The answer can be found in a 2020 peer-reviewed study concluding that increasing the number of available temporary work visas to immigrants reduces illegal immigration to a greater extent than the increase in legal immigrants. This is a no-brainer; legal temporary immigrants are all vetted, pay taxes in full, and are allowed to leave and return rather than stay in America for fear of not being able to come back like unauthorized immigrants do.

Wait times for high skilled workers are over 100 years.

Congress can fix this by requiring United States Citizenship and Immigration Services (USCIS) to cut non-security related red tape and establishing maximum processing times and increasing the number of green cards available for skills-based migration.

Current GOP proposals:

...the CHILDREN Act would allow the children of high skilled legal immigrants who grew up in America and graduated college to obtain permanent residence. You’d think this was the law already, but these legal immigrant teens are now forced to self-deport. Salazar’s DIGNITY proposal, a framework for conservative immigration reform, including border security, a pathway to legal status for unauthorized immigrants who abide by the law, pay taxes, and maintain good conduct, and modernizing work visa programs.
By David J. Bier, October 15, 2021

What kind of red tape is preventing legal immigration?

Figure 1 shows the torturously slow progress of the Biden administration in getting the consulates back to normal. In April, 76 percent of consulates were partially closed. Now, 60 percent are partly closed, but there’s been just a 2‐percentage point improvement since August. In April, 59 percent were fully closed. Now, 40 percent are fully closed.
Wait times have grown from 95 days in April to 192 days in August for business and tourist traveler visas.
By Lexi Lonas, October 12, 2021

How bad is Venezuela?

The group estimates there are 17,000 Venezuelans in Curacao with irregular migratory status as 5.7 million Venezuelans have fled their country due to food shortages and hyperinflation under socialist President Nicolás Maduro.
By Devin Dwyer and Jason Kuang, October 6, 2021
An estimated 200,000 young immigrants living legally in the U.S. for years as dependents of their parents on temporary work visas are aging out of the program into a precarious legal limbo, according to immigrant advocates.

Forces 21 year olds to go back to their parent's country of origin, where they sometimes spent just a few months as an infant, don't speak the language, or fit into the culture.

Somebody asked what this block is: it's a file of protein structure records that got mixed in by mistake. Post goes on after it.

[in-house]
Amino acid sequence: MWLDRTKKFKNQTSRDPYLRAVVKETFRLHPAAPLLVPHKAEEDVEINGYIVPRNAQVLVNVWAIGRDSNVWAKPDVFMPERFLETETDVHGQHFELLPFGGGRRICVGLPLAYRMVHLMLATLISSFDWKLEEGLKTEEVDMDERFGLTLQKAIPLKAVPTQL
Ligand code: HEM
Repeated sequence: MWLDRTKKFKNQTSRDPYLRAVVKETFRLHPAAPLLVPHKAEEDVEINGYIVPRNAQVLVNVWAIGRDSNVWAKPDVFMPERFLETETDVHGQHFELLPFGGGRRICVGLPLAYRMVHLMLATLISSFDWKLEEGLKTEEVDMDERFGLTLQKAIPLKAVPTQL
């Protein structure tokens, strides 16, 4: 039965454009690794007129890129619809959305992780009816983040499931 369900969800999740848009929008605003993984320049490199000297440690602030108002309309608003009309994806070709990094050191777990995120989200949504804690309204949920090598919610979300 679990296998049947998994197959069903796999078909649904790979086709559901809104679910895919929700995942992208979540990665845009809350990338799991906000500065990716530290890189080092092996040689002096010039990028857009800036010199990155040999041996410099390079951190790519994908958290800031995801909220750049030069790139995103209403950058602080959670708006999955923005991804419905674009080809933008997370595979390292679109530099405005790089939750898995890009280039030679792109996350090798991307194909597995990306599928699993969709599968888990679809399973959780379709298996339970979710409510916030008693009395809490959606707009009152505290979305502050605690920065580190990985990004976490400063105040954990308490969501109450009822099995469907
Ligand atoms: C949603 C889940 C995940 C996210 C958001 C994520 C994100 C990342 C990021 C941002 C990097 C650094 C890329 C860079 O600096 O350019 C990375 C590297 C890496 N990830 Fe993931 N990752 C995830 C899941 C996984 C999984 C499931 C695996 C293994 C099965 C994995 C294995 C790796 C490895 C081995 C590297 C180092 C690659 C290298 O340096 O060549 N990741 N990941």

By Rebecca Beitsch, October 3, 2021

Is it cruelty, or incompetence preventing the resettling of migrants?

The administration had resettled 7,637 refugees by the end of August — a figure experts say makes it near impossible to reach the 11,814 low point under the Trump administration by the close of the fiscal year that ended Friday.
June 3, 2021

South American is not the only place producing refugees who desire to come to the U.S.

Unintended consequence of Trump's trade war on China was to reduce visas granted to Hong Kong residents.

Are Hong Kong activists more American than America?

The unintended consequence was that there are fewer visas and green cards available for the same activists that waved the American flag and sang the U.S. national anthem as they defended their city from the Chinese Communist Party.

Allowing more immigration from these countries will erode support for socialism – not increase it as some critics of immigration suggest:

It is in U.S. national interests to remind young Americans of the terrible consequences of socialism, and the best way to achieve that is to admit immigrants who lived under socialism and can tell Americans what it’s really like.

Proposes a "Victims of Communism Visa":

This would be different from asylum since asylees are required to show they were personally persecuted, and unfortunately, merely living in a country without freedom isn’t enough to meet that standard.

Research from George Borjas shows that: "immigrants from more repressive countries tend to assimilate faster in the United States than others."

March 9, 2021

Current conservative concerns:

Many on the right are raising old concerns about immigration once again — concerns that this bill will mean in “open borders,” that amnesty will result in millions of new Democrat voters and that legal and illegal immigrants alike will take away jobs from Americans, be a burden on taxpayers and fundamentally disrupt American culture.

Venezuelans are one of the fastest-assimilating, prosperous groups of immigrants in the US. They are highly educated, collect welfare at lower rates, and more culturally conservative than Americans.